ENTERTAINMENT
By Chris Kaltenbach, The Baltimore Sun | May 16, 2013
Baltimore's Edgar Allan Poe House and Museum should reopen Oct. 4, the group responsible for making it profitable announced this week. "That's the official goal. That's the date," said Baltimore-based actor and author Mark Redfield, vice president of Poe Baltimore. "Things are coming along. " Tentative plans call for the house to be open weekends until spring 2014, when hours would be expanded. Final details are still being developed, Redfield said, but plans call for a museum that will be similar to what had been available to visitors before the closing of the house in September 2012.
NEWS
By Erica L. Green, The Baltimore Sun | November 24, 2013
Standing in the center of downtown Baltimore's economic hub, amid blocks of hotels that house tourists, about 100 advocates called Saturday for adequate and affordable housing that they say has been unjustly denied to the homeless. Chants of "housing is a human right" rang through the Inner Harbor's McKeldin Square, as demonstrators kicked off the fifth-annual "Sleep Out for Housing Justice. " The event was organized by the advocacy group Housing our Neighbors. The organization brought together current and former homeless people, advocates and supporters for the event that included a march to City Hall where they planned to have a community meal, a public forum, and eventually camp out for the night.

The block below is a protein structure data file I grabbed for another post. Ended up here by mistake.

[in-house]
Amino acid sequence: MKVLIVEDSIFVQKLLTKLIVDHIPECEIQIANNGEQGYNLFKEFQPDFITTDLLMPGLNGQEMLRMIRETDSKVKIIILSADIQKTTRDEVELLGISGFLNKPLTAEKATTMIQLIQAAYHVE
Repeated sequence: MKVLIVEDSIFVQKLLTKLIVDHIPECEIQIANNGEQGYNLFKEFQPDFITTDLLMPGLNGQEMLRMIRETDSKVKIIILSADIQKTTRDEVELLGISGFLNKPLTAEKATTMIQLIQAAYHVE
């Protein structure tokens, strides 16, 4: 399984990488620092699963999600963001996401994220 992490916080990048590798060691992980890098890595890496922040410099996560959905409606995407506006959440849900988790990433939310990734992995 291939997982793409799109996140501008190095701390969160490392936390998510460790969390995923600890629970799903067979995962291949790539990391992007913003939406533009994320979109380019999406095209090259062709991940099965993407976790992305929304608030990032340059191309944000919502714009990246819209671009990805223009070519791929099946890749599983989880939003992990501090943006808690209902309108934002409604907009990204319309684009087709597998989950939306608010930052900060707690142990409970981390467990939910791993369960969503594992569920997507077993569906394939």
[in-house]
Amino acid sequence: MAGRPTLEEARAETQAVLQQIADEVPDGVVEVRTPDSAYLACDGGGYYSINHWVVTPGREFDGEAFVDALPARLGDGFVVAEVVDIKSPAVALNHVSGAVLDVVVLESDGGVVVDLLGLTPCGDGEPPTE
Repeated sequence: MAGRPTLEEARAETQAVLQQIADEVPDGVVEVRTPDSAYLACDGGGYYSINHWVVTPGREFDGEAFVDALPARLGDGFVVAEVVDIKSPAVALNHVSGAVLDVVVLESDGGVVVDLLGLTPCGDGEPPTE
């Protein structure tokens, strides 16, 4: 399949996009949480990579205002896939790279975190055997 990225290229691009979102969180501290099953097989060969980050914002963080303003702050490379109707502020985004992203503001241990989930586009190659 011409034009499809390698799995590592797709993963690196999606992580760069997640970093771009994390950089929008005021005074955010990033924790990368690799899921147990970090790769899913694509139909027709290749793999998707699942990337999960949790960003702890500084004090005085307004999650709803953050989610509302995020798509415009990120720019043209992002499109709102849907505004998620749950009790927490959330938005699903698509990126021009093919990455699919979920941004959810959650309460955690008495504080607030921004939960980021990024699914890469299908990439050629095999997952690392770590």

FEATURES
By Beth Smith | April 21, 1991
The brick facade of the Eastern Shore house is authenticall 18th century and quite handsome. The back lawn, meandering down to the Chester River in a landscaped pattern of roses, rhododendrons and boxwoods, is captured by a custom-made white picket fence.But the interiors of George and Jane Dean's newly restored home, which will be on the Kent County House and Garden Tour, are the creme de la creme of the redo. Decaying old rooms have been turned into lovely little gems of sophistication and design, accented with just the right -- of friendly charm and family comfort -- from the Charleston woven basket in the kitchen to the museum reproduction settee in the living room.
NEWS
By RITA ST. CLAIR and RITA ST. CLAIR,rsca@ritastclair.com | January 3, 2009